In the present case, this appeal was filed on 14.07.2022. The learned counsel appearing for the appellant submits that the impugned ruling was communicated to the concerned appellant on 22.03.2022. He states that although the copy of the ruling was received by the concerned Commissionerate in Mumbai on 09.12.2021, it was received by the Commissionerate in Delhi much later on 22.03.2022. He states that the Commissionerate of Delhi was also a party to the application filed by the respondent; therefore, for the purpose of limitation, the date of receipt of the impugned ruling must be reckoned as 22.03.2022.
Without going into the aforesaid controversy, it is apparent that even if the appellant’s contention is accepted that the date of communication of the impugned ruling is 22.03.2022 and not 09.12.2021, the present appeal is beyond the period of ninety days from the said date. It was also feebly suggested by the learned counsel appearing for the appellant that the month of June be excluded from the period of limitation since, the period of thirty days, beyond the stipulated period of sixty days for filing the appeal, expired on 20.06.2022. At the material time, this Court was closed for vacations. The said contention is ex facie erroneous. The period, which can be extended in terms of the proviso to Section 28KA(1) of the Customs Act, cannot exceed thirty days. However, even if it is accepted (which this Court does not) that a period beyond thirty days of delay can be condoned on account of it expiring during court vacations, the appellant was required to file an appeal immediately on the re-opening of the Court on 04.07.2022. It is relevant to note that the Registry of the Court had opened prior to that date. Thus, in any view of the matter, this Court has no jurisdiction to entertain an appeal against the ruling of the CAAR as it was filed beyond the further period of thirty days, which can be condoned in case appeal is filed after sixty days of the communication of the said ruling.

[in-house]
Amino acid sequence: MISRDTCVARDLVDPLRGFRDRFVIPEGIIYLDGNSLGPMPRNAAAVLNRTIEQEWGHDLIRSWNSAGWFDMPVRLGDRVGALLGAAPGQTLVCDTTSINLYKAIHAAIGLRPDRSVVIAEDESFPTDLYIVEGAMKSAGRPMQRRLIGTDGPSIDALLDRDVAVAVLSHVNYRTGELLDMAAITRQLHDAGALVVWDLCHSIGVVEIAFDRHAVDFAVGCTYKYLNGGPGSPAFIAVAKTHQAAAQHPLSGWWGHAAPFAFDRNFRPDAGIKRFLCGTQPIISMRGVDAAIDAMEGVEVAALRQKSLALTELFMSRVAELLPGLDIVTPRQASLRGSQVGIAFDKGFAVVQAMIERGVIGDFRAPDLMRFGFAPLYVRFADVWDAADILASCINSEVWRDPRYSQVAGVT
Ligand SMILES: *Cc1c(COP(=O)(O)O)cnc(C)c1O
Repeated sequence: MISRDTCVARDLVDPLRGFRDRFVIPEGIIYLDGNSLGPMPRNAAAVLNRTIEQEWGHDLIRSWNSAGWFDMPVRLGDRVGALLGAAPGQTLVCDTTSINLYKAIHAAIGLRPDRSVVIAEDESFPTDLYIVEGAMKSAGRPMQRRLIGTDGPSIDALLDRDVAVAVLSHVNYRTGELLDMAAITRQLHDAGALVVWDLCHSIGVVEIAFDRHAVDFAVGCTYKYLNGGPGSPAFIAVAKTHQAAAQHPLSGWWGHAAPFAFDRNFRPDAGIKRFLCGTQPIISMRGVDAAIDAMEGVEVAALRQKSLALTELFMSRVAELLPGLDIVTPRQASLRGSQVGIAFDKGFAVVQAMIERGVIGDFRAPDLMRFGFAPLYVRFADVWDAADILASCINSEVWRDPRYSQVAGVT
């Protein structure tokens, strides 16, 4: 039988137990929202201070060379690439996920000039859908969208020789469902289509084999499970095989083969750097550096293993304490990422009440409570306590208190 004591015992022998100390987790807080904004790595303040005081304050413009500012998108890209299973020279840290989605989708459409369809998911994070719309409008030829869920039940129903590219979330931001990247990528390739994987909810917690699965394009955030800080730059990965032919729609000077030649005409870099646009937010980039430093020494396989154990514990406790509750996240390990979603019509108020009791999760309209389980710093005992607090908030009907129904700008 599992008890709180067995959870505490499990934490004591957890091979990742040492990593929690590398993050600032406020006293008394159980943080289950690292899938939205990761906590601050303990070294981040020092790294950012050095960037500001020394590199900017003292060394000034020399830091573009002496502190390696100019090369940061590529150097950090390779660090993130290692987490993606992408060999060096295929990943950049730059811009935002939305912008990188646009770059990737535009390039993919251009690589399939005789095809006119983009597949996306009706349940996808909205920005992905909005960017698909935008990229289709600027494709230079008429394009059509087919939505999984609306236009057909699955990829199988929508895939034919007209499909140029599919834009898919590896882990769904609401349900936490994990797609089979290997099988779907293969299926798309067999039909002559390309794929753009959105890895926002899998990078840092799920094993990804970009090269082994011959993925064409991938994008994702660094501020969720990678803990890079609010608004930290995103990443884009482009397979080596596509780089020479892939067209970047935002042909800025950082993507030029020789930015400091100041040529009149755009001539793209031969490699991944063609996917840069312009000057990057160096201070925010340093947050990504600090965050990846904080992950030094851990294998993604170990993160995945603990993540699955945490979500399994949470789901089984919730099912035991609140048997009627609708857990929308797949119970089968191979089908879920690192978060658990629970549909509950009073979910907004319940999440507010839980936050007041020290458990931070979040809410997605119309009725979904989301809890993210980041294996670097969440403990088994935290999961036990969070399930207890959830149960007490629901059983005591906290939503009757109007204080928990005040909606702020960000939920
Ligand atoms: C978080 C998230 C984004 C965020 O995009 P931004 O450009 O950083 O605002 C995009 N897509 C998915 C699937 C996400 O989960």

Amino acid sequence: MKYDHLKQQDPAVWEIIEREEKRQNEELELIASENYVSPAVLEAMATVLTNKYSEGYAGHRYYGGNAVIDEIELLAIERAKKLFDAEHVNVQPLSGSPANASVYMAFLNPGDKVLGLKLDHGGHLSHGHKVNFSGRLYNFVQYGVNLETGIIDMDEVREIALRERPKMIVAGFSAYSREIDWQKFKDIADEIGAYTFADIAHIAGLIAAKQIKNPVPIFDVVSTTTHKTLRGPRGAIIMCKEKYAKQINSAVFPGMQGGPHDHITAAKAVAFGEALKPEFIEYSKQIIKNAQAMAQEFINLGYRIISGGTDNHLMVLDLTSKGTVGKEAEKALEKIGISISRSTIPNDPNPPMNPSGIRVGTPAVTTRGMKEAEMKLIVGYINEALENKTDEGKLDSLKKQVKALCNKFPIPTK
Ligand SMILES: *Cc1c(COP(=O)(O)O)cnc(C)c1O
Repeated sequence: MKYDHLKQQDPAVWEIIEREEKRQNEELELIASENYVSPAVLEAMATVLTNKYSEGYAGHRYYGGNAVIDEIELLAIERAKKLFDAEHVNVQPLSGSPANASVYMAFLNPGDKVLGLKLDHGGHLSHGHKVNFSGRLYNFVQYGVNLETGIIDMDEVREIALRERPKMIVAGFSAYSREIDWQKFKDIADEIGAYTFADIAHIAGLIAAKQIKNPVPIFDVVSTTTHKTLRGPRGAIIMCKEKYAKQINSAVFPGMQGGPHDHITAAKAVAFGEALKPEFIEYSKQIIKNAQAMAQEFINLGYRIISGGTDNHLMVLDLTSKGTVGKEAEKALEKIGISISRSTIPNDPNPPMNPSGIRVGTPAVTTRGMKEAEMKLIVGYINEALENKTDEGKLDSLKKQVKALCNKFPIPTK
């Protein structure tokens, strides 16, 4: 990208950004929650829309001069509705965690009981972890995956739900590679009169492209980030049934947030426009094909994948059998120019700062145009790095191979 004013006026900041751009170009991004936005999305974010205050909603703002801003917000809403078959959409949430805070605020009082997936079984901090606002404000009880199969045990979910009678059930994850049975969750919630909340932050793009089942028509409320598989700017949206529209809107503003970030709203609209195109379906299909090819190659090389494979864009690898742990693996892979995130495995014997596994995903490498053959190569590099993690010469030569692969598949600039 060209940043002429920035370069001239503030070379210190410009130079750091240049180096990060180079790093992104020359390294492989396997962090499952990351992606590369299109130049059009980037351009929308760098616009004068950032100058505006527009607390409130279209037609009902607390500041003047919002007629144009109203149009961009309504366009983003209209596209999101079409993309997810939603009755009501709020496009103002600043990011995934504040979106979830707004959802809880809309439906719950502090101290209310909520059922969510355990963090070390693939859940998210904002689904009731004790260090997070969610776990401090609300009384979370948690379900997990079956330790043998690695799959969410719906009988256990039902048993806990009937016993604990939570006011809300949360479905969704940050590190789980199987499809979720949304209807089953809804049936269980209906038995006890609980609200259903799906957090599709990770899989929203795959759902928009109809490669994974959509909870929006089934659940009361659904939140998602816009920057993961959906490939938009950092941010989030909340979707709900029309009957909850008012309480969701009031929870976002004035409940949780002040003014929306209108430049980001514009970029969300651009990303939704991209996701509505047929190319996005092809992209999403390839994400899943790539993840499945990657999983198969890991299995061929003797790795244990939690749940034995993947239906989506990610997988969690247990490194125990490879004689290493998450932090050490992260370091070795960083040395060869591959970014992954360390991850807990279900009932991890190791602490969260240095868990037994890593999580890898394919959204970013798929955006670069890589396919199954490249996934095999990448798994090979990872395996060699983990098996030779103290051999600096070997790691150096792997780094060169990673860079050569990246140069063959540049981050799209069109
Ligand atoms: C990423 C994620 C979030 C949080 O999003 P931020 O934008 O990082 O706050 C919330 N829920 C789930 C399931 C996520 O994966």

In view of the above, the appeal is dismissed as barred by limitation.
The tribunal has ruled in favour of the assessee and dismiss the appeal.